Was the Early Church Really Pacifist?
More than once I have noted Gordon C. Zahn expressing the idea that the early Church was nonviolent and pacifist, without being challenged about his opinion. Certainly, on the basis of the clear refusal of service in the Roman army by writers like Origen, scholars such as Adolf von Harnack earlier in this century held that early Christianity was pacifist, and today one can still find such an opinion in works published by university presses.
Yet Zahn’s reference to “the nonviolence and pacifism of the early Church,” most recently expressed in the September NOR, is at the least misleading, but more likely simply mistaken. First, it is unclear, before the first provincial and general councils in the fourth century, what it means to generalize about the early Church in Zahn’s manner, to speak of a position of the Church on such an issue. It would seem that at most one can speak of the positions of individual writers. But more importantly, such books as Christians and the Military: The Early Experience by John Helgeland, Robert J. Daly, and J. Patout Burns (1985) seem to show that there was no uniformity of opinion or practice within the Christian community. Possibly, there was a tendency toward pacifism among Church leaders, but apparently this only had a limited influence on the rank and file. There is so much we do not know, but in any case Helgeland et al. have gathered enough evidence to discredit Harnack’s and Zahn’s views of early Christian pacifism.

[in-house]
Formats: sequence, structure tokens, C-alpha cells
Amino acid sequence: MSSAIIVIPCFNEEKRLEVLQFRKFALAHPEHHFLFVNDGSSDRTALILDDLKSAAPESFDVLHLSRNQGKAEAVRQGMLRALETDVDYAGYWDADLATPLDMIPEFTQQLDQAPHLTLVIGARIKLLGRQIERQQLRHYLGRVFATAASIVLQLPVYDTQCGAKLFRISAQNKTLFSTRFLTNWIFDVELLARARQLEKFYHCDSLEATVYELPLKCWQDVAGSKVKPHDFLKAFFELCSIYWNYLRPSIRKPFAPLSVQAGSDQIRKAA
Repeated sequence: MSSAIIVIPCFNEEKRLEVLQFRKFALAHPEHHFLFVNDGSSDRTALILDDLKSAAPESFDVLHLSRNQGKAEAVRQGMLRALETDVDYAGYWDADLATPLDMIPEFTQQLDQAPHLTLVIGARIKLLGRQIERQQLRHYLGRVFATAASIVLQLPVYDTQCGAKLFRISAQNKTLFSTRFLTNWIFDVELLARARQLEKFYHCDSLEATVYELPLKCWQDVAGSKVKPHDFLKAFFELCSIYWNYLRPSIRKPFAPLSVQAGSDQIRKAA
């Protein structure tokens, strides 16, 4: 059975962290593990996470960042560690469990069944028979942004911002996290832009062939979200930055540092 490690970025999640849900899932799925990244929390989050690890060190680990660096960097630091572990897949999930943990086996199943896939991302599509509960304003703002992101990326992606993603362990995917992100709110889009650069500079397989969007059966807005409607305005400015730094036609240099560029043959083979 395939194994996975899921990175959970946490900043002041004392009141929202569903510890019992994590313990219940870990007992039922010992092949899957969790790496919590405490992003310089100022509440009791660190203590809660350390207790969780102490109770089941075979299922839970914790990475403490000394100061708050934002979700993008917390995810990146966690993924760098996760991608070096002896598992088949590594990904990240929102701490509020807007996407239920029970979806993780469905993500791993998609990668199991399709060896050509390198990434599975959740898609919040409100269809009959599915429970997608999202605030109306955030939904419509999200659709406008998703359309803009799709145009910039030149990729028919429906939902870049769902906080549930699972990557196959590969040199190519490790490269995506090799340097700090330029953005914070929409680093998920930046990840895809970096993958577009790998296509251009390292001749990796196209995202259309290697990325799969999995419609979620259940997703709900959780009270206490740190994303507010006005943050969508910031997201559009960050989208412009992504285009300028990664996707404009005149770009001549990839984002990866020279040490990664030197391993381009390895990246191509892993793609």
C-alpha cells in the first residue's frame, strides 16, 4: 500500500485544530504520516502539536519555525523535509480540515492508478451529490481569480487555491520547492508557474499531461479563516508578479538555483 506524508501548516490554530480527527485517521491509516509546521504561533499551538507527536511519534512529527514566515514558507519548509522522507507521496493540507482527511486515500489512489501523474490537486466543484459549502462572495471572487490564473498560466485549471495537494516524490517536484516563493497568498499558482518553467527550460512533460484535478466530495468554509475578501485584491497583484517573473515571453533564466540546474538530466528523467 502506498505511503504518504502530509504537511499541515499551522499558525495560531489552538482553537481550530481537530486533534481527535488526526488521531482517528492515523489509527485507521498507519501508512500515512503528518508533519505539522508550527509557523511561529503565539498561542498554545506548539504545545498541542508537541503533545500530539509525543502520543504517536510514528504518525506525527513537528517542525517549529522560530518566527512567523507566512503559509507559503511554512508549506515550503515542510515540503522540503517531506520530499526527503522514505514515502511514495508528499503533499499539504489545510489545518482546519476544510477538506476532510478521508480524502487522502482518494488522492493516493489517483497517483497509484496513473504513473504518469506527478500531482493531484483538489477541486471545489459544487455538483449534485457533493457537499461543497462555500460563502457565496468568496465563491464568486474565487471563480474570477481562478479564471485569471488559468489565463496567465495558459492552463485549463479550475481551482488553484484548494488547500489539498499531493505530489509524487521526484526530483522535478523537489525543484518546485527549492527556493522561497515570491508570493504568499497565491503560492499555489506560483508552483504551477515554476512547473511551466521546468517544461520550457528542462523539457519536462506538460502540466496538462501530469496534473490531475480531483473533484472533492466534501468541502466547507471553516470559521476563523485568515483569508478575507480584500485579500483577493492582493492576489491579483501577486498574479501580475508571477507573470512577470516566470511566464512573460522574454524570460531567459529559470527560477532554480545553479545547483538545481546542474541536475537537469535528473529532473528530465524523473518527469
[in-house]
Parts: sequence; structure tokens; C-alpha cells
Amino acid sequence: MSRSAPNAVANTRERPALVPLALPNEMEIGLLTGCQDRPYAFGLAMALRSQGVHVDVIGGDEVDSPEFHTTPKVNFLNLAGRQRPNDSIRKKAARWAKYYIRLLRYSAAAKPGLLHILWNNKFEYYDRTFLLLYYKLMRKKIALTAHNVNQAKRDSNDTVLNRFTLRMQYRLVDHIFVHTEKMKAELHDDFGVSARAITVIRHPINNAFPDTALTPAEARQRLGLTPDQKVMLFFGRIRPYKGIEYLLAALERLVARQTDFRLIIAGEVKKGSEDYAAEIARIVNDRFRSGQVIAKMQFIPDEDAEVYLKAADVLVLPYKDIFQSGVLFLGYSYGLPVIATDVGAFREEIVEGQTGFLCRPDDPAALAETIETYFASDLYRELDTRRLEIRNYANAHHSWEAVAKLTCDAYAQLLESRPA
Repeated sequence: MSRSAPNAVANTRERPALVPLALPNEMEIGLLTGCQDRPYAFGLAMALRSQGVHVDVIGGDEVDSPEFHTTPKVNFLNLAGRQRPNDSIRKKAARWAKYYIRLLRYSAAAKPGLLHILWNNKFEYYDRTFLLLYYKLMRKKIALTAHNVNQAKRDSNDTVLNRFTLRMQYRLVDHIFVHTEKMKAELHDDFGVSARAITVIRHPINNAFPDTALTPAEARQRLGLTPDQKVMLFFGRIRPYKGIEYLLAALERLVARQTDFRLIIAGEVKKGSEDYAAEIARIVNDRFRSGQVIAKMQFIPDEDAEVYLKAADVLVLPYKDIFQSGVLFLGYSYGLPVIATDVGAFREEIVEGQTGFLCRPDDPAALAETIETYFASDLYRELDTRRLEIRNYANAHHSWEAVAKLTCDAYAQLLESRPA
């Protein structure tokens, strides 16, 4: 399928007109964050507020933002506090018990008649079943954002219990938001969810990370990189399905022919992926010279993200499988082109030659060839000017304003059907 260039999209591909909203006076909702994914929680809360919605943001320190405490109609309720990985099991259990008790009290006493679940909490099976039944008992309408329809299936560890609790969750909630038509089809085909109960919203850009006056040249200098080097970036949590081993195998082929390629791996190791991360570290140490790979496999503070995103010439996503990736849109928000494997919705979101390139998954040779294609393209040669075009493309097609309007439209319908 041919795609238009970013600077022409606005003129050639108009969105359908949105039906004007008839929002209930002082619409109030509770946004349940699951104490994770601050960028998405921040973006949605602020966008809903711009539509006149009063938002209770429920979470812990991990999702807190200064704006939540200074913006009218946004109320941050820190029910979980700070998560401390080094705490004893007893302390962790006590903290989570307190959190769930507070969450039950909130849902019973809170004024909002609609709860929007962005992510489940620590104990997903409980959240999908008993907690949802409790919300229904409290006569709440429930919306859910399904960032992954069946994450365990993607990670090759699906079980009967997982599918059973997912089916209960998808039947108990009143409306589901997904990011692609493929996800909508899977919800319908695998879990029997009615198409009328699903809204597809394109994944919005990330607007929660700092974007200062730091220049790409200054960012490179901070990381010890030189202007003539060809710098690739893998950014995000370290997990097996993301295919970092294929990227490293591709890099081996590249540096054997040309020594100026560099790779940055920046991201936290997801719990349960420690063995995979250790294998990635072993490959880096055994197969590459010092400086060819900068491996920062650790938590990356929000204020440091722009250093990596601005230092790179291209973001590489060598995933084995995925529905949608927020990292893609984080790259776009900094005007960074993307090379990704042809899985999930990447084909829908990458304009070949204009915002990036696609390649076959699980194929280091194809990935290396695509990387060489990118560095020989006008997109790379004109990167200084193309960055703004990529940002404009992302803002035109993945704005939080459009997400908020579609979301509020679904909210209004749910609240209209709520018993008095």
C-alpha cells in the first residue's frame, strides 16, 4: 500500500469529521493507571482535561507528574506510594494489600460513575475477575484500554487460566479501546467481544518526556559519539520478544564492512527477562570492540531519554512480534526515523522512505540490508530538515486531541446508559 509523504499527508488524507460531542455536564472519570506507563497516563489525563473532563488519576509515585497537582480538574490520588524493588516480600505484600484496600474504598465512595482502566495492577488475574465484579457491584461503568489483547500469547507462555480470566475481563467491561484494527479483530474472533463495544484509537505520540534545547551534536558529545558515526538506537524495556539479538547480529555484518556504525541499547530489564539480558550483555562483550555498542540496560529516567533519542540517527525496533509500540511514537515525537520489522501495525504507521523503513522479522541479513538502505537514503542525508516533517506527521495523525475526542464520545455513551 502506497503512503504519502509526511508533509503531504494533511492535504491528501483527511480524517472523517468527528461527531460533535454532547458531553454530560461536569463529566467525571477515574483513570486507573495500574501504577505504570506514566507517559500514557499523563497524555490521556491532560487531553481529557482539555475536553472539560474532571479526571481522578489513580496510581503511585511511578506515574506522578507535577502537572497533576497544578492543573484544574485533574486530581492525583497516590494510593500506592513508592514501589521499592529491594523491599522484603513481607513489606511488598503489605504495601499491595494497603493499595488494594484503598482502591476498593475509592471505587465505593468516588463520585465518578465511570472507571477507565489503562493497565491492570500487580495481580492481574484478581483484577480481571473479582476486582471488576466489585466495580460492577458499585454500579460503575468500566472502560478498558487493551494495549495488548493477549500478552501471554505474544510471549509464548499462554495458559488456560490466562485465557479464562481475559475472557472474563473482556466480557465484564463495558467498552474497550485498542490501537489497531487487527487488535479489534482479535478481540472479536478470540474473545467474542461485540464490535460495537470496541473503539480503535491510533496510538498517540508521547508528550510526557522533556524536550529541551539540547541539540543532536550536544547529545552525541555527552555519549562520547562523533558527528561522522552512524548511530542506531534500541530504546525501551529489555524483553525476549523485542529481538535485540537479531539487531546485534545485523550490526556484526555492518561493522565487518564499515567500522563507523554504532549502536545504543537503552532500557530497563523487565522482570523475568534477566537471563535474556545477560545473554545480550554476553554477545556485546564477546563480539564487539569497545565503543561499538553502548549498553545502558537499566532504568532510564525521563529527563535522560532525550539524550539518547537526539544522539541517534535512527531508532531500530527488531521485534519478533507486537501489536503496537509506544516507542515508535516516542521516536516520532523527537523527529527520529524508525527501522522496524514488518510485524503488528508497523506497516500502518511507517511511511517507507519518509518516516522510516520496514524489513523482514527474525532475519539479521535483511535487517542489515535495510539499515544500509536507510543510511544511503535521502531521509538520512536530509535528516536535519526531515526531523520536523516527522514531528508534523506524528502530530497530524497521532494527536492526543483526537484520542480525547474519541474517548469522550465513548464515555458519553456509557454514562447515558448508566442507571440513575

Prof. Glenn W. Olsen
Dept. of History, University of Utah
Salt Lake City, Utah
My first issue of the NOR (Sept.) just arrived. Thanks especially for Daniel Bell’s particle on Jewish humor. Following Bell, I offer a lilt of favorite Jewish humor, one of my favorite stories: A vicious black bear escaped from a traveling circus in Russia and was seen going in the direction of a small village. The word immediately went out to shoot the bear on sight rather than to attempt to capture it. Jakov M., a member or the Jewish community, jumped up quickly and announced: “I’m getting out of town!” His friends asked why he wanted to leave so suddenly. Jakov replied, “I can see now that someone will get the idea to start killing Jews, and after I’m dead, you will have a tough time proving I wasn’t a black bear!”
Bishop of Oakland
Bell & Russell
I enjoyed Daniel Bell’s article on Jewish humor (Sept.). It is a particular interest of mine. I am in admiration of the variety of your writers.
I was happy, again, to see Fr. Ken Russell appear in your pages (June). I hope things are going well.
The Most Rev. John S. Cummins
Bell's Not-so-Common Tongue